What we have all anticipated for so long has finally happened: Summer, at least in a calendar, has started!
And EOS has conducted their #B1June presentation, experiencing an almost 20% drop in price the following days. But is this truly a black week for EOS or just a usual “Buy the Rumor, Sell the News” market disturbance? And what, behind all the buzz, was actually announced? Worry no more, enjoy the sun, and don’t forget about the sunscreen – we’ve got all the EOS controversies of this week covered for you.
The event was highly anticipated by the EOS community and crypto investors, so all kinds of rumors were spread around from EOS adoption for 2020 elections in the USA, to collaboration with Apple or Facebook. Bloomberg stirred the pot, breaching the embargo agreement with Brendan Blumer on a major announcement, adding even more fuel to conspiracy theorists.
So, for a couple of days after the event had finally taken place, half of the comments in related threads said “and that’s it?” in one way or another. But after the hype and prejudice had settled down, we could calmly analyze what that “it” was really about.
The informative part of the event took no longer than half an hour and can be divided into three parts:
1. Coinbase, in collaboration with Block.one, reported that they are adding the EOS blockchain to Earn.
Earn is a platform that allows everyone to learn about cryptocurrencies and earn their first crypto assets for it. Raising social awareness on crypto, Coinbase recently secured three million views on Earn. Currently they are adding five lessons about EOS, and after finishing them all, students will get $10 worth of EOS tokens.
This collaboration shows that Block.one bets on long-term goals, such as lowering the entrance bar for newcomers and seeking different ways to accelerate the mass adoption of blockchain tech. And the best way to get a new customer base tomorrow is to educate it today.
2. Dan Larimer announced EOS VM
Dan Larimer, CTO of Block.one, shared his plans for future technical improvements of the EOS architecture. The new protocol EOS VM, when fully implemented, will increase the speed of transactions up to 12 times as compared to the numbers of a previous year. It would allow dapp developers to outperform competitors and give a technical basis for the expansion of the ecosystem.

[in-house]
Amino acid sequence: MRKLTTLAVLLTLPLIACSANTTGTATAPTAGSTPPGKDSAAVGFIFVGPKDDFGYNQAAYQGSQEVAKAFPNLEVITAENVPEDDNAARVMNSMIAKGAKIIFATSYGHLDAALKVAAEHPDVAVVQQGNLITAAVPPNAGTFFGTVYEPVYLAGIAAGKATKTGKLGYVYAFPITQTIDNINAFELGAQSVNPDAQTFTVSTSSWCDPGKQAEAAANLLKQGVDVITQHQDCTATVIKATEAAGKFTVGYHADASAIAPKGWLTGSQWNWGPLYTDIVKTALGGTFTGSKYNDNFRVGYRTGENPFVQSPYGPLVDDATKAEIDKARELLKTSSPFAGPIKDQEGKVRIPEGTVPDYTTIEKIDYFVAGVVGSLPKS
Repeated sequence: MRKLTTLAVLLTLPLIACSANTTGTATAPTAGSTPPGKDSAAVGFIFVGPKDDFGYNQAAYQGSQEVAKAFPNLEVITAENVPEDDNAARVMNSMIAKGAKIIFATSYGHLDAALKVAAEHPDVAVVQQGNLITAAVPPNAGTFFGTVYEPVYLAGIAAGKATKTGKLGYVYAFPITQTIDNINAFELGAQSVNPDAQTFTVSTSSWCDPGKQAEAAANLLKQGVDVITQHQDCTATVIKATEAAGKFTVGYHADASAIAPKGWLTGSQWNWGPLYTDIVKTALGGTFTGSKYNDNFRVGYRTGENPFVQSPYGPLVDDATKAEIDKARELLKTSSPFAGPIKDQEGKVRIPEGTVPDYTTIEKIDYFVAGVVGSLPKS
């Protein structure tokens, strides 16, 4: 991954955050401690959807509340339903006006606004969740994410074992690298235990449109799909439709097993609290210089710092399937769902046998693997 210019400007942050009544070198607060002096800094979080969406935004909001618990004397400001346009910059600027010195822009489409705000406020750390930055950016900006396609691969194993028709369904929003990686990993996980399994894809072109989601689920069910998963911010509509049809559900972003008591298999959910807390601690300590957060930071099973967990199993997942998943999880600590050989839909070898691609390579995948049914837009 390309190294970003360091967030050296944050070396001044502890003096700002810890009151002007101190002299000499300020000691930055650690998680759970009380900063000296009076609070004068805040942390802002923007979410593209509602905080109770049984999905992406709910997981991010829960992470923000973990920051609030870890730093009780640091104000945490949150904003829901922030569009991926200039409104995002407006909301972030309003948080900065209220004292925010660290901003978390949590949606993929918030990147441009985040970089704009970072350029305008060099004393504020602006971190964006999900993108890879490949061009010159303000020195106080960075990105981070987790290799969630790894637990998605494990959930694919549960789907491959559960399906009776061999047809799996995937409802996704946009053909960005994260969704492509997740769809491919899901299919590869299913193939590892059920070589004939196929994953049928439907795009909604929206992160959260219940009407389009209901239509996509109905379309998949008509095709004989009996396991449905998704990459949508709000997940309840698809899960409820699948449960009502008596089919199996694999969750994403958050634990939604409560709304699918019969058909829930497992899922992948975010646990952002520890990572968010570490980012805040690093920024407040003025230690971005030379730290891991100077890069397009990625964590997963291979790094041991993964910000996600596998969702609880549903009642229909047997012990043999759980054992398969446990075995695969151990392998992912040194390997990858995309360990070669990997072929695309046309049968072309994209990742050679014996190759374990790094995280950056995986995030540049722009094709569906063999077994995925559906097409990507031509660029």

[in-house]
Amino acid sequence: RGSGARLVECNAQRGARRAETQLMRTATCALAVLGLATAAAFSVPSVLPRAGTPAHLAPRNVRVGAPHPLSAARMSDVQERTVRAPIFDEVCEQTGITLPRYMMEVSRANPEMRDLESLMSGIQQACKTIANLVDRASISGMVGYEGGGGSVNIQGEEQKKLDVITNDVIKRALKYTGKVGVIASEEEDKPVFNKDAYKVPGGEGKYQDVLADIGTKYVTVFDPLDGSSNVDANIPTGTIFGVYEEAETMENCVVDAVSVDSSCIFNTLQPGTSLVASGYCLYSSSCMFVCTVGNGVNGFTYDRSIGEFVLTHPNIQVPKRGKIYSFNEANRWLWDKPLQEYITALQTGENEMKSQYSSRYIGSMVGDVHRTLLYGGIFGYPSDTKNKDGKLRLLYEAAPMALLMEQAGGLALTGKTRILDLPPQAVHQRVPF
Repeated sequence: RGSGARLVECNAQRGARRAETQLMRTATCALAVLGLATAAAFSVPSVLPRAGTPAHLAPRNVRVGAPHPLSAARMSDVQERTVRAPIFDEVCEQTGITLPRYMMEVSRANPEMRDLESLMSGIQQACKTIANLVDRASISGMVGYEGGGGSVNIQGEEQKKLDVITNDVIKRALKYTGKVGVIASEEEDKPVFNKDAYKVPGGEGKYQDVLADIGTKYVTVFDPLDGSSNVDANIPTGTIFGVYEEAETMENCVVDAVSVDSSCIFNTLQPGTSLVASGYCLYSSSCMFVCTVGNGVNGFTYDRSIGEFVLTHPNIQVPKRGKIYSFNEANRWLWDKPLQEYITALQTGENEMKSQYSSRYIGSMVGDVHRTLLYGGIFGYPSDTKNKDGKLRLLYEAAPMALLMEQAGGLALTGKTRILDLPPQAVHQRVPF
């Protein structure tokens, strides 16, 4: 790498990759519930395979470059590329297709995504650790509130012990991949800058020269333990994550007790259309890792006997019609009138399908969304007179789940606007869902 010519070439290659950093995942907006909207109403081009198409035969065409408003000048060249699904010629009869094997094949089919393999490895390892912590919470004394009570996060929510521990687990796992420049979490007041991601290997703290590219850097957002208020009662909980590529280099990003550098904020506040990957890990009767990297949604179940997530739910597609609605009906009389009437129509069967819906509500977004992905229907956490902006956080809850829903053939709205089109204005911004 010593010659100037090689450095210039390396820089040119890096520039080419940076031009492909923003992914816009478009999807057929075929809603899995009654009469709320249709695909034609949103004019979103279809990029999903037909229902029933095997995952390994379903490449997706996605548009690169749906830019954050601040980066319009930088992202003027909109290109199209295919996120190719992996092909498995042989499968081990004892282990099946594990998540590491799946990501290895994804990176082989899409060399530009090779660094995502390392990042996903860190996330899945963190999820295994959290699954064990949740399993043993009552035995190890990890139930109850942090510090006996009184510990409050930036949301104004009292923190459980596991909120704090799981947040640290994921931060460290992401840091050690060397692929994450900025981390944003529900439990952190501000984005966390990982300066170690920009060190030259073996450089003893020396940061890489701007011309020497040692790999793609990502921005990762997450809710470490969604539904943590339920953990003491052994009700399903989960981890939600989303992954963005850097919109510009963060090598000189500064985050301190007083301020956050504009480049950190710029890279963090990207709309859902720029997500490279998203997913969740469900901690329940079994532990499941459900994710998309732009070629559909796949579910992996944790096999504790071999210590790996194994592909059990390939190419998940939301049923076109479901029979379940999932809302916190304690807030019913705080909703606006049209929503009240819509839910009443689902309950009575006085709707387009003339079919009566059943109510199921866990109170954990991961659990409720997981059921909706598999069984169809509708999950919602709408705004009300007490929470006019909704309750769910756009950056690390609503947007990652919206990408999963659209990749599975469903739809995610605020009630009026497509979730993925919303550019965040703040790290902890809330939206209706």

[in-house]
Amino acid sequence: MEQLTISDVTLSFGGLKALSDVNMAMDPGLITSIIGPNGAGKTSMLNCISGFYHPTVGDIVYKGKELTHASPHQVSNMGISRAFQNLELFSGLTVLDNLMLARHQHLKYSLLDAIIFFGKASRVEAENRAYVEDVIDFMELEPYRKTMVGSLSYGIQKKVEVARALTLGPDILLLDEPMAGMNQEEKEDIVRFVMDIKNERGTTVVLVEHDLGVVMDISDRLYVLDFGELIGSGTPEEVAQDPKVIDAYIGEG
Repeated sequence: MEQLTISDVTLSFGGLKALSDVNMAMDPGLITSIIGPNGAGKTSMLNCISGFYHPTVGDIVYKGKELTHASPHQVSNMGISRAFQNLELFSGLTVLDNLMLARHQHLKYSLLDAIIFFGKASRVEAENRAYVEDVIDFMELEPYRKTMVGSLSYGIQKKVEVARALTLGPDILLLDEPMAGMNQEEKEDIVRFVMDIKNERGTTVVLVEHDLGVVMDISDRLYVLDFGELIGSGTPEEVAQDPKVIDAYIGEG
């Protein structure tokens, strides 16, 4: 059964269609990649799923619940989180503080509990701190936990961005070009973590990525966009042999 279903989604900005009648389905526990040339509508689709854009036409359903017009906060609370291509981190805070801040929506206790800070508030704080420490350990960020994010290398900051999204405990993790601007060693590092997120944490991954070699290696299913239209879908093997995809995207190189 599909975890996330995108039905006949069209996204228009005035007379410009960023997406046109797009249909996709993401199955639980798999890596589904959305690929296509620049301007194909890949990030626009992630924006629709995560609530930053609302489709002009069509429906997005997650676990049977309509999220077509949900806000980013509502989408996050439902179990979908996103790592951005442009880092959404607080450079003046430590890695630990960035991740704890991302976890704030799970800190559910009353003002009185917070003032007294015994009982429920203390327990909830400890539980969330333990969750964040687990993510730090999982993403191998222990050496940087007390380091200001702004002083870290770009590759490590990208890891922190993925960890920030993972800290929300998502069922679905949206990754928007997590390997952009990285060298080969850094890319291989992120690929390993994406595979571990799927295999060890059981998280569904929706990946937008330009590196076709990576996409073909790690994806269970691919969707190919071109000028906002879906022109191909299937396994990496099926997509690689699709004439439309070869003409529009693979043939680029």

3. Brandon Blumer introduced social media platform Voice, based on the EOS blockchain
And the most discussed announcement: Social media platform Voice.
Swords won’t stop crossing in all discussions about #B1June. People are heatedly guessing if it would be the “Steemit 2.0” that nobody really wanted or a project that tests the true capabilities of EOS, or even a long-awaited Facebook-killing, free speech haven from censorship and control over user data.
The truth is, it’s just the announcement of a big project on a day that is an important anniversary for EOS. Speculation will happen, but currently, it’s only the intention to tackle a long-standing issue. Brendan Blumer formulated it perfectly: “Social media has not been a good friend to us.” And that’s true – nobody could object, data harvesting and bot swarms aren’t affecting our everyday internet-life directly.
Dan Larimer claims that Voice won’t sell personal information to advertisers and will not collect users data as Facebook does. Even that, in itself, is already a big move forward. it will provide the opportunity for users to control their information via inside tokens, which are earned through posting and commenting. There would be some form of personality validation that would help avoid bots and hold people accountable for their actions. And that’s it. Everything else, for now, is pure speculation.
So what do we have in the end? Block.one celebrated the anniversary with a big event, introduced a major partnership, a major update, and new big product. Why, then, is there so much resentment being spilled in comments? There might be an answer: because people expect from EOS, and the crypto industry in general, much more than it can give right now.
And the only mature answer of developers that truly dream of innovation and mass adoption of blockchain tech is to stay calm and work hard on improving their products and tools for other creative minds, leaving speculation and controversies to traders and newbies.
Oh, boy, have we had a lot of them this week. We’ve already mentioned the Bloomberg one, but that was just the start of the flood.
DApp no more
Dapps are useless, boldly stated AnChain, a Blockchain analytics firm. The problems are visible: Dapps have not been able to reach the level of users that had originally been anticipated, decentralized exchanges suffer from low liquidity, and the price of in-game assets has dropped dramatically.